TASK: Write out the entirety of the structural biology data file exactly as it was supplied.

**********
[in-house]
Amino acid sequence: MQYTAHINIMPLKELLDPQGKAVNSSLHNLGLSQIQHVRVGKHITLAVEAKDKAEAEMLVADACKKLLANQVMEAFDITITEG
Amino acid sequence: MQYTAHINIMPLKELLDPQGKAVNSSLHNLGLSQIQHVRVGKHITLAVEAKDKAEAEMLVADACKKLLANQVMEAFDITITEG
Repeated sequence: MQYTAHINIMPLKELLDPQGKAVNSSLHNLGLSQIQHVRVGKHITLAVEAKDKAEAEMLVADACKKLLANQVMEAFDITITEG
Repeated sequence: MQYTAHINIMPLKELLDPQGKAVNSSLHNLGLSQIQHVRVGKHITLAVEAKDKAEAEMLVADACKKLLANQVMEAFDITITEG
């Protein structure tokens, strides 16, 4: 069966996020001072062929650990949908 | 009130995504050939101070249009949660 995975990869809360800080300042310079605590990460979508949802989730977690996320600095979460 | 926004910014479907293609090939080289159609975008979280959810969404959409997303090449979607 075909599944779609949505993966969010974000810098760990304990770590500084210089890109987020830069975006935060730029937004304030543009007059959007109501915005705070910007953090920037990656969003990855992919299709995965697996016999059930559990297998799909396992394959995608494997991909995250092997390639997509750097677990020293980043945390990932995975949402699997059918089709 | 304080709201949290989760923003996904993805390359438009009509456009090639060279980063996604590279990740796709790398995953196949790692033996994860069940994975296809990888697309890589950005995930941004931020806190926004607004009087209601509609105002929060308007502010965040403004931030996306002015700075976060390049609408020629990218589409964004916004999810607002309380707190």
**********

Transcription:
[in-house]
Amino acid sequence: MQYTAHINIMPLKELLDPQGKAVNSSLHNLGLSQIQHVRVGKHITLAVEAKDKAEAEMLVADACKKLLANQVMEAFDITITEG
Amino acid sequence: MQYTAHINIMPLKELLDPQGKAVNSSLHNLGLSQIQHVRVGKHITLAVEAKDKAEAEMLVADACKKLLANQVMEAFDITITEG
Repeated sequence: MQYTAHINIMPLKELLDPQGKAVNSSLHNLGLSQIQHVRVGKHITLAVEAKDKAEAEMLVADACKKLLANQVMEAFDITITEG
Repeated sequence: MQYTAHINIMPLKELLDPQGKAVNSSLHNLGLSQIQHVRVGKHITLAVEAKDKAEAEMLVADACKKLLANQVMEAFDITITEG
């Protein structure tokens, strides 16, 4: 069966996020001072062929650990949908 | 009130995504050939101070249009949660 995975990869809360800080300042310079605590990460979508949802989730977690996320600095979460 | 926004910014479907293609090939080289159609975008979280959810969404959409997303090449979607 075909599944779609949505993966969010974000810098760990304990770590500084210089890109987020830069975006935060730029937004304030543009007059959007109501915005705070910007953090920037990656969003990855992919299709995965697996016999059930559990297998799909396992394959995608494997991909995250092997390639997509750097677990020293980043945390990932995975949402699997059918089709 | 304080709201949290989760923003996904993805390359438009009509456009090639060279980063996604590279990740796709790398995953196949790692033996994860069940994975296809990888697309890589950005995930941004931020806190926004607004009087209601509609105002929060308007502010965040403004931030996306002015700075976060390049609408020629990218589409964004916004999810607002309380707190």